Summary of the literature search. Numbers indicate the number of articles.
Forrest plots of odds ratios (ORs) of cardiovascular morbidity for major comparisons of interest. A, Metformin hydrochloride vs placebo or other oral agent. B, Any sulfonylurea vs placebo or other oral agent. C, Rosiglitazone vs placebo or other oral agent. D, Pioglitazone hydrochloride vs placebo or oral agent. The ORs (boxes) and 95% confidence intervals (CIs) (horizontal bars) are estimated from each study. The size of the box is proportional to the weight of the study in the pooled analysis. The pooled Mantel-Haenszel ORs are represented by the diamonds; the width of the diamond represents the pooled 95% CI. The vertical line at 1.0 indicates no effect. Because of rounding, the weight percentages may not total 100.
Selvin E, Bolen S, Yeh H, Wiley C, Wilson LM, Marinopoulos SS, Feldman L, Vassy J, Wilson R, Bass EB, Brancati FL. Cardiovascular Outcomes in Trials of Oral Diabetes MedicationsA Systematic Review. Arch Intern Med. 2008;168(19):2070-2080. doi:10.1001/archinte.168.19.2070
Copyright 2008 American Medical Association. All Rights Reserved. Applicable FARS/DFARS Restrictions Apply to Government Use.2008
A wide variety of oral diabetes medications are currently available for the treatment of type 2 diabetes mellitus, but it is unclear how these agents compare with respect to long-term cardiovascular risk. Our objective was to systematically examine the peer-reviewed literature on the cardiovascular risk associated with oral agents (second-generation sulfonylureas, biguanides, thiazolidinediones, and meglitinides) for treating adults with type 2 diabetes.
We searched MEDLINE, EMBASE, and the Cochrane Central Register of Controlled Trials, from inception through January 19, 2006. Forty publications of controlled trials that reported information on cardiovascular events (primarily myocardial infarction and stroke) met our inclusion criteria. Using standardized protocols, 2 reviewers serially abstracted data from each article. Trials were first described qualitatively. For comparisons with 4 or more independent trials, results were pooled quantitatively using the Mantel-Haenszel method. Results are presented as odds ratios (ORs) and corresponding 95% confidence intervals (CIs).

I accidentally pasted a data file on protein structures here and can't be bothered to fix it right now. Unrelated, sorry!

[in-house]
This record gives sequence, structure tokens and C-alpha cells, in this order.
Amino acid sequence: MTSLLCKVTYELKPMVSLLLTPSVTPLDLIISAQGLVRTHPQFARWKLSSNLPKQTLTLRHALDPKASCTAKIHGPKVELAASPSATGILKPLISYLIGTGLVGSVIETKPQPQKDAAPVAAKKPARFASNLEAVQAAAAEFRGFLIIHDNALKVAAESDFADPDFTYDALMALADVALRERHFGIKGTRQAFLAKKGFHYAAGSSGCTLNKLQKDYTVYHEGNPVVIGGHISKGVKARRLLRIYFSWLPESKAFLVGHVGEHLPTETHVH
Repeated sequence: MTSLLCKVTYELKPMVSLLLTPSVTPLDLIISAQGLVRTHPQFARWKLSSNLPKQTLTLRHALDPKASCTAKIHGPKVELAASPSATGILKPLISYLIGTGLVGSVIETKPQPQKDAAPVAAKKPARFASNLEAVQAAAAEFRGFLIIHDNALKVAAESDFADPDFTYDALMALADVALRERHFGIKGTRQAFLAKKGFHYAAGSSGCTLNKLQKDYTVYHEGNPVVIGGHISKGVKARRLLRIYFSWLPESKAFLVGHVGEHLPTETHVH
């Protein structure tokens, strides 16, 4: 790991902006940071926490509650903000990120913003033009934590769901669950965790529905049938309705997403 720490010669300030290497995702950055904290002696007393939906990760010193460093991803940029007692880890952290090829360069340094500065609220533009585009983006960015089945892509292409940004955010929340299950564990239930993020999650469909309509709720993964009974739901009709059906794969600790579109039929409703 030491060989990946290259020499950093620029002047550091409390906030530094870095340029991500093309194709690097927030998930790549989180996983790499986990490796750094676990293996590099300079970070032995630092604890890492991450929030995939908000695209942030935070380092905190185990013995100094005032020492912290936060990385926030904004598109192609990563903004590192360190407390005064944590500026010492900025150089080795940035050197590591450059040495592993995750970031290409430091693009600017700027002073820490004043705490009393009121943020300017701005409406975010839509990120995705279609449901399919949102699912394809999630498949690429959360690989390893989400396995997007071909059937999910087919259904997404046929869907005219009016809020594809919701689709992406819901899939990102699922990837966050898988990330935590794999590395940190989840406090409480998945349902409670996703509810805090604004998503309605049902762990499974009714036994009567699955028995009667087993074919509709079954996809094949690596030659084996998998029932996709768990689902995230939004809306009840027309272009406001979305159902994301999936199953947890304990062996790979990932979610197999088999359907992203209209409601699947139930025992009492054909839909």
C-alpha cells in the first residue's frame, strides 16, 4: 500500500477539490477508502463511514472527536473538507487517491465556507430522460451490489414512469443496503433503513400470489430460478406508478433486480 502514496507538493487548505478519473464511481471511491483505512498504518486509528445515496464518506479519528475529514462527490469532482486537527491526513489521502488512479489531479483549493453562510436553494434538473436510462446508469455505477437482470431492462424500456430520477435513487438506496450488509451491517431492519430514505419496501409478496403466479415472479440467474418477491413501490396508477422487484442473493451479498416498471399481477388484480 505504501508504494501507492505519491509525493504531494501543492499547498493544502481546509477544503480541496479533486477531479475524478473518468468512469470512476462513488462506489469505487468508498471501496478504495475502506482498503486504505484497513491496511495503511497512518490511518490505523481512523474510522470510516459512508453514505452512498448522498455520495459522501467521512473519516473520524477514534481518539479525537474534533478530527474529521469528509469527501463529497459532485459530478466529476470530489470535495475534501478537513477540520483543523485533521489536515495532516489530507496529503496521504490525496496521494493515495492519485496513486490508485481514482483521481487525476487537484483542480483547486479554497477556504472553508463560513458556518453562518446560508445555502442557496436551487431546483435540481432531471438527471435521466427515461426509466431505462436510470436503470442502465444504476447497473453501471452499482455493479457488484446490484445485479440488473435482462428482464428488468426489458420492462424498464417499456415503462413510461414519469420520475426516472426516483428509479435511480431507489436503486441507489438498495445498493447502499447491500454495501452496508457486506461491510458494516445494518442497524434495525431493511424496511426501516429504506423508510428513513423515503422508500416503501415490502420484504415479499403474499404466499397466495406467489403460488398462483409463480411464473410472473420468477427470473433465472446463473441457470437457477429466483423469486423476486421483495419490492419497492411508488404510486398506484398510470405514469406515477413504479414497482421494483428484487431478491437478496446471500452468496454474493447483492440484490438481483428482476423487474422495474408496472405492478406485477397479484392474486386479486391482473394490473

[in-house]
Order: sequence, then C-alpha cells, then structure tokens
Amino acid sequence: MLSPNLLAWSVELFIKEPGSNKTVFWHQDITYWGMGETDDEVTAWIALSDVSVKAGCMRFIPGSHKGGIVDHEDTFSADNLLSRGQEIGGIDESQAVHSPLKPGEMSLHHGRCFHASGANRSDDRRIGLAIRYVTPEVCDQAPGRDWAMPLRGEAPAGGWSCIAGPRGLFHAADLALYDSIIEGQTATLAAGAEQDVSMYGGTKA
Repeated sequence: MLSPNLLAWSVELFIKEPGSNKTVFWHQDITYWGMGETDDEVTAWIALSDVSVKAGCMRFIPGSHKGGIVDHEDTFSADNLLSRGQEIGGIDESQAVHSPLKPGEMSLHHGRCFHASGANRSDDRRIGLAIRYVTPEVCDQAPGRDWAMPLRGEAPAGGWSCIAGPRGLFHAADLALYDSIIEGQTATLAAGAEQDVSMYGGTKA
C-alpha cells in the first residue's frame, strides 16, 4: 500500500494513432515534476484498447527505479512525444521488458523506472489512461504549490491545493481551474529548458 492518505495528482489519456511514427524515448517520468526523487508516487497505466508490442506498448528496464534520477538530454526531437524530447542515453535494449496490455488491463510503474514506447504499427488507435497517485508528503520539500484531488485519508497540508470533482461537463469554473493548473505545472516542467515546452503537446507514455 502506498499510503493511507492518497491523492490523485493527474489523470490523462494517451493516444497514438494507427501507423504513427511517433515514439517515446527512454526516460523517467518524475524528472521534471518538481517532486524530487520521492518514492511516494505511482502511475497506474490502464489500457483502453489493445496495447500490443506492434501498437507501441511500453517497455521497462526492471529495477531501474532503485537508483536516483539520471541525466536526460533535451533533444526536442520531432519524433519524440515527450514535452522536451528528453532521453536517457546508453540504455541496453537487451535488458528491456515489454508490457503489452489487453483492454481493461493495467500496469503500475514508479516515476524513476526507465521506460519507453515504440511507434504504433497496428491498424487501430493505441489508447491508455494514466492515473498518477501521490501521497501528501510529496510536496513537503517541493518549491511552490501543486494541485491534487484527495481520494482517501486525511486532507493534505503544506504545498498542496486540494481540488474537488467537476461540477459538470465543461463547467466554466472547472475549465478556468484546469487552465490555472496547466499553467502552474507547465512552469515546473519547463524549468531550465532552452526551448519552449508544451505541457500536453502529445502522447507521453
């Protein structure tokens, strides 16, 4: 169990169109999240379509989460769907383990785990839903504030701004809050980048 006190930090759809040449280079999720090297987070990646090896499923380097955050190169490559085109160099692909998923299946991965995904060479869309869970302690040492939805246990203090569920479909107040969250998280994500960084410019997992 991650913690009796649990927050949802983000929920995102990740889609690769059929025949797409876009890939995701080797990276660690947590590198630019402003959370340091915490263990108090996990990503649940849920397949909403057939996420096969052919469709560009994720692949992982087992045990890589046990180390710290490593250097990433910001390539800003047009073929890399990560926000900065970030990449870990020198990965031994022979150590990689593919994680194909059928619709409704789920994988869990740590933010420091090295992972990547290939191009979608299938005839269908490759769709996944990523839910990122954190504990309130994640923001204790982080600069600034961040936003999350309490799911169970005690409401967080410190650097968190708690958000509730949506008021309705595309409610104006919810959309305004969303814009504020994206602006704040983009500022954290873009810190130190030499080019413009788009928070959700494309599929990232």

Treatment with metformin hydrochloride was associated with a decreased risk of cardiovascular mortality (pooled OR, 0.74; 95% CI, 0.62-0.89) compared with any other oral diabetes agent or placebo; the results for cardiovascular morbidity and all-cause mortality were similar but not statistically significant. No other significant associations of oral diabetes agents with fatal or nonfatal cardiovascular disease or all-cause mortality were observed. When compared with any other agent or placebo, rosiglitazone was the only diabetes agent associated with an increased risk of cardiovascular morbidity or mortality, but this result was not statistically significant (OR, 1.68; 95% CI, 0.92-3.06).
Meta-analysis suggested that, compared with other oral diabetes agents and placebo, metformin was moderately protective and rosiglitazone possibly harmful, but lack of power prohibited firmer conclusions. Larger, long-term studies taken to hard end points and better reporting of cardiovascular events in short-term studies will be required to draw firm conclusions about major clinical benefits and risks related to oral diabetes agents.